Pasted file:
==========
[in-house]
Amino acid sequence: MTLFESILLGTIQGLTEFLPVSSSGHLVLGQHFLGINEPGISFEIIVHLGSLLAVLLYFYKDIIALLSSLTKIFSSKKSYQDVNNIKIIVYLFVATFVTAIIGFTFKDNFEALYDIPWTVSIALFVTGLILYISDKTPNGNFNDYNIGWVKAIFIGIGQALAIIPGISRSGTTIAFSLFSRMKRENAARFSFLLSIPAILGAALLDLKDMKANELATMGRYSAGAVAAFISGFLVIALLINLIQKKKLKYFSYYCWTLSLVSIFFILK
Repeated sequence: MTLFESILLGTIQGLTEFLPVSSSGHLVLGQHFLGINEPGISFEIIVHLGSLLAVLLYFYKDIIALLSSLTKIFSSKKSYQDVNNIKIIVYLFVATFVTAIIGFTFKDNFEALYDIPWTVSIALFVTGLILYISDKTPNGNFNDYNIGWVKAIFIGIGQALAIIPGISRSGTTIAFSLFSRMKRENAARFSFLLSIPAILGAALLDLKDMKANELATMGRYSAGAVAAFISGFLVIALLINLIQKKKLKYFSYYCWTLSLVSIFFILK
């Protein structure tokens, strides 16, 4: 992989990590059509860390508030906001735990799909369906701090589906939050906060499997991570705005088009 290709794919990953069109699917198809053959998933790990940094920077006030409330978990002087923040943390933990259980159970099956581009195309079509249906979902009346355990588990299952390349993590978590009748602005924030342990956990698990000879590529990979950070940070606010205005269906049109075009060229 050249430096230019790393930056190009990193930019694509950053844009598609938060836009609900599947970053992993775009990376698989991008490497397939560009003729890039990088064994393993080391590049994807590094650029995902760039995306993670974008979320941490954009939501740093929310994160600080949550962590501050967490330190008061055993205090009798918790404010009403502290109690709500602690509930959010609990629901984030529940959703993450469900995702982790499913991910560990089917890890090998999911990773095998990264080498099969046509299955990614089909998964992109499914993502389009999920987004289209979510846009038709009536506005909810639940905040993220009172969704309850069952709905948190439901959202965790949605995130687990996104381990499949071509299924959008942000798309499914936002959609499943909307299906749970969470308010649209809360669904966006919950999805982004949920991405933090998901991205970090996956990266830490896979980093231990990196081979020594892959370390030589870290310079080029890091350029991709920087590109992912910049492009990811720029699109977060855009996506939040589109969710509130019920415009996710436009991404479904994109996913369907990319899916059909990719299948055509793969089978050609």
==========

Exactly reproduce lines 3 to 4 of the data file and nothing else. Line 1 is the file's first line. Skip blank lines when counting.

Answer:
Repeated sequence: MTLFESILLGTIQGLTEFLPVSSSGHLVLGQHFLGINEPGISFEIIVHLGSLLAVLLYFYKDIIALLSSLTKIFSSKKSYQDVNNIKIIVYLFVATFVTAIIGFTFKDNFEALYDIPWTVSIALFVTGLILYISDKTPNGNFNDYNIGWVKAIFIGIGQALAIIPGISRSGTTIAFSLFSRMKRENAARFSFLLSIPAILGAALLDLKDMKANELATMGRYSAGAVAAFISGFLVIALLINLIQKKKLKYFSYYCWTLSLVSIFFILK
């Protein structure tokens, strides 16, 4: 992989990590059509860390508030906001735990799909369906701090589906939050906060499997991570705005088009 290709794919990953069109699917198809053959998933790990940094920077006030409330978990002087923040943390933990259980159970099956581009195309079509249906979902009346355990588990299952390349993590978590009748602005924030342990956990698990000879590529990979950070940070606010205005269906049109075009060229 050249430096230019790393930056190009990193930019694509950053844009598609938060836009609900599947970053992993775009990376698989991008490497397939560009003729890039990088064994393993080391590049994807590094650029995902760039995306993670974008979320941490954009939501740093929310994160600080949550962590501050967490330190008061055993205090009798918790404010009403502290109690709500602690509930959010609990629901984030529940959703993450469900995702982790499913991910560990089917890890090998999911990773095998990264080498099969046509299955990614089909998964992109499914993502389009999920987004289209979510846009038709009536506005909810639940905040993220009172969704309850069952709905948190439901959202965790949605995130687990996104381990499949071509299924959008942000798309499914936002959609499943909307299906749970969470308010649209809360669904966006919950999805982004949920991405933090998901991205970090996956990266830490896979980093231990990196081979020594892959370390030589870290310079080029890091350029991709920087590109992912910049492009990811720029699109977060855009996506939040589109969710509130019920415009996710436009991404479904994109996913369907990319899916059909990719299948055509793969089978050609």